Many disparate conditions such as depression, phobias, and attention deficit hyperactivity disorder (ADHD) may have the same underlying cause: a delay in “pruning,” a process in which unnecessary connections between brain cells disappear.
The finding is one of the largest brain-scanning studies conducted in adolescents and has been confirmed in several other data sets, including people of other ages. “We have been able to show that these different [conditions] All are related to an underlying neurobiological factor,” says Barbara Sahakian at Cambridge University.
The results lend weight to a controversial recent idea in neuroscience that many different conditions share a common cause – a concept known as the P factor.
Until now, this was based primarily on the fact that many people have more than one condition or that different conditions can be diagnosed at different times in their lives, as well as from DNA studies. Turns out that a single set of gene variants predisposes people to being older than many. conditions.
Now Sahakian and colleagues are proposing a neurobiological basis for the P factor, which they call the “neuropsychopathological (NP) factor.”
The researchers conducted their first analysis using a Current set of brain scanning images for nearly 2000 adolescents 14, where there was also information about their possible associated symptoms.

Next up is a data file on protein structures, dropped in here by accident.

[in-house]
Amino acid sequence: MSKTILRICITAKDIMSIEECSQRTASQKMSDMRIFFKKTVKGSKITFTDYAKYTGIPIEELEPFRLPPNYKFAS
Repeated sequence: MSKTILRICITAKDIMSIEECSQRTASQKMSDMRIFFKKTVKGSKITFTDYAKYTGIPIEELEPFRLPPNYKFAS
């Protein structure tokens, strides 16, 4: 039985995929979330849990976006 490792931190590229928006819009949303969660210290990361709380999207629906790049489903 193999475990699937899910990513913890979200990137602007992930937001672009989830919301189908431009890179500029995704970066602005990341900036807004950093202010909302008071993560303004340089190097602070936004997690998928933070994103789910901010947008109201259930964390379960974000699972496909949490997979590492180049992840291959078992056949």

Participants or their parents completed questionnaires to generate scores for symptoms of mental health conditions such as depression, anxiety, eating disorders and phobias. They were also scored for ADHD and assessed for signs of autism symptoms.
People who had the highest scores for these conditions, indicating stronger symptoms, were also more likely to have a greater density of tissue in the prefrontal cortex, the outer region of the brain at the front of the head. The researchers say this indicates a lack or delay in pruning in their brains.
Pruning is a mysterious process that begins in childhood, though increases dramatically in adolescence. This is thought to be because synapses – the connections between brain cells – that are not used a lot are lost. “As you’re learning and your brain is becoming more efficient, you get rid of the extra synapses you don’t want,” Sahakian says.
It was not possible to measure differences in pruning delay or tissue density in this study, nor is it known whether those who had greater tissue density in the prefrontal cortex at this stage catch up with the rest of the population. The latter, at least to some extent, Sahakian says.
The finding was confirmed in four other sets of brain scanning data, including a second collection of brain scans and symptom scores for nearly 2000 adolescents, and two studies that included people in their 20s. This indicates that the lack of brain pruning is related to brain function even in adulthood.
Pruning deficiency has previously been proposed as a cause of schizophrenia, ADHD, and autism, but not other conditions.
robert plomin at King’s College London, who have been involved in genetic studies supporting the idea of an AP factor, say the newly proposed explanation is plausible as a contributor, but may not be the whole story. “You’re looking for something that is a general mechanism,” he says.